Donna's blog on coaching, leadership, and life

A small gesture of leadership can make a big difference.

A few weeks ago, I was one of the last scheduled Volunteer of America donation pick-ups before they announced the pending closings of their retail stores here in Rochester.

The VOA truck arrived on time with two men who would pick up a large heavy bedroom set and several boxes of household items. I could tell pretty readily that one of the men had experience and was guiding and supervising the younger man who clearly was on his first or second day on the job. In order to share the story, I’ll just call one man “the supervisor” and the other the “young man”. Actually, both were quite young which was one of the reasons I was keenly aware of the leadership that they both innately demonstrated.

When they decided to move the bed frame, the young man was backing out of the doorway holding one end of the frame and the supervisor was holding the other end walking towards the door.

The supervisor paused and stated that they would need to come back in and take the frame apart (they had hoped not to) because he realized that it wasn’t going to make the turn around the doorway to the hallway. The young man said that he thought it would make it. The supervisor reiterated that he was sure it wouldn’t. The young man respectfully persisted with a “How about we try it?”. I could see the Supervisor hesitate for a moment and then he respectfully asked if they did give it a try, and it didn’t work, was the young man going to be OK with that. And the young man said that he would. The supervisor immediately said: “OK!” And they proceeded. The young man was right! They were able to carry the bed frame through the door and make the turn into the hallway. The supervisor just said: “Well that was a good call!” And the young man broke into a big satisfied smile.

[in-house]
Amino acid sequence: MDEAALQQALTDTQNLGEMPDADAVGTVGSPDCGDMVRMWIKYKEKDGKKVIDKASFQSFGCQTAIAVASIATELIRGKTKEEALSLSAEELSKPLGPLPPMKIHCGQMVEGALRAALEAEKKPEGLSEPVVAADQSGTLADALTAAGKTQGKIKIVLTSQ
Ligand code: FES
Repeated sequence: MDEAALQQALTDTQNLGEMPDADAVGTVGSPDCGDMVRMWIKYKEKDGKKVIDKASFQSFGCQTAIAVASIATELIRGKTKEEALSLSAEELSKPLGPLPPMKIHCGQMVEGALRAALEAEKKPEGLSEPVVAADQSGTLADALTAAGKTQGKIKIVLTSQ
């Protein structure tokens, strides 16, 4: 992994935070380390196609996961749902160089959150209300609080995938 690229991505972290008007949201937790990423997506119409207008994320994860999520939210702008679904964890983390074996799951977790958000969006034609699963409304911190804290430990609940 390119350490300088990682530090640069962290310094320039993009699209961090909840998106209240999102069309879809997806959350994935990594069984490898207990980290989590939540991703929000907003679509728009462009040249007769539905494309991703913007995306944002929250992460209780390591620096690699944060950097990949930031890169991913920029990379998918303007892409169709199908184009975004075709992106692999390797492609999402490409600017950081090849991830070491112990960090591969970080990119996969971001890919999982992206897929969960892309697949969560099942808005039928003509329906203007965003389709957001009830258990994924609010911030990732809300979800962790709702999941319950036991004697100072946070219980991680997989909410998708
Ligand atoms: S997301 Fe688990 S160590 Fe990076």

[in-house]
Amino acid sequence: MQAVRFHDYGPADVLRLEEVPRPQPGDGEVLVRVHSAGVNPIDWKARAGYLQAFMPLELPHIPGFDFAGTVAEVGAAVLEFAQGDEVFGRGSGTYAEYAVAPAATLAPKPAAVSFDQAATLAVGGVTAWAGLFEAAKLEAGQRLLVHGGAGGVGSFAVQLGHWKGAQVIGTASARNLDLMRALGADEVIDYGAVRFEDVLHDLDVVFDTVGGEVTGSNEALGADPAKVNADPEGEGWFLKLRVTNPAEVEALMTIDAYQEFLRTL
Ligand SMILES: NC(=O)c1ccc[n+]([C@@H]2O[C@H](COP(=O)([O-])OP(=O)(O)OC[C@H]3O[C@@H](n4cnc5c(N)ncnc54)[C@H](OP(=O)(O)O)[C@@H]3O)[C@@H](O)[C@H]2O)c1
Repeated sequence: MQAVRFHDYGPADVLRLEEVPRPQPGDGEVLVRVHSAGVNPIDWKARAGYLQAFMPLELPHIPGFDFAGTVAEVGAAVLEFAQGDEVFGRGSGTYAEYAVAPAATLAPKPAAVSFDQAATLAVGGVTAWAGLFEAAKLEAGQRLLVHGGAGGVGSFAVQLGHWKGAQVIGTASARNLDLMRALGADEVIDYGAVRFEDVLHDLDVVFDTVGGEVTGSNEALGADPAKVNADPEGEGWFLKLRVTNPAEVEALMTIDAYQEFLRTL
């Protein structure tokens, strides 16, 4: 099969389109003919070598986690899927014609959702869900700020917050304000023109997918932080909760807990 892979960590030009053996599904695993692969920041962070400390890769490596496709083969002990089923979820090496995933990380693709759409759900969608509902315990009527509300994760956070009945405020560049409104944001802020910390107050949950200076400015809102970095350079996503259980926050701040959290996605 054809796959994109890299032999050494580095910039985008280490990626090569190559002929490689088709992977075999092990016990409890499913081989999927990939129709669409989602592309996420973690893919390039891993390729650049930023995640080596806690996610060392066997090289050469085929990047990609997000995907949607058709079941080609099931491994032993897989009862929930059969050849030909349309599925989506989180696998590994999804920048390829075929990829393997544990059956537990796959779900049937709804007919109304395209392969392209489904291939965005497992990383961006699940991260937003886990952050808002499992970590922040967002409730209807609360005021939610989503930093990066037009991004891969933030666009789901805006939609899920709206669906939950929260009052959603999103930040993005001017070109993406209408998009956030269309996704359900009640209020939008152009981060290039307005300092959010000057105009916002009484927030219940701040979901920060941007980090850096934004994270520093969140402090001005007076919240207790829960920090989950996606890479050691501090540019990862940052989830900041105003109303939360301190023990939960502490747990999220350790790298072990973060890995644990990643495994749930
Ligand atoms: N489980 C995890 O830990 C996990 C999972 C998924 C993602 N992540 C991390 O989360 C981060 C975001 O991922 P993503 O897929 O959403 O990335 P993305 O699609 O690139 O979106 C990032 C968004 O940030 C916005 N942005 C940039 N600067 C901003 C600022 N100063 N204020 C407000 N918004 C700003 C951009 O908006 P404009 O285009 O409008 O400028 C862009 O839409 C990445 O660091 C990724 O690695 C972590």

In those few moments, both gentlemen displayed mutual respect and some pretty cool examples of leadership. The young man respectfully stuck to his guns based on his confidence. And the supervisor understood the importance of respecting and engaging the young man by trying his idea. And in turn, they began building trust.

Sometimes, brief exchanges that we have with others at work can make a big difference in our working relationships.

1 Comment»

  Joseph Manhede wrote @

Thank you for sharing the leadership story.

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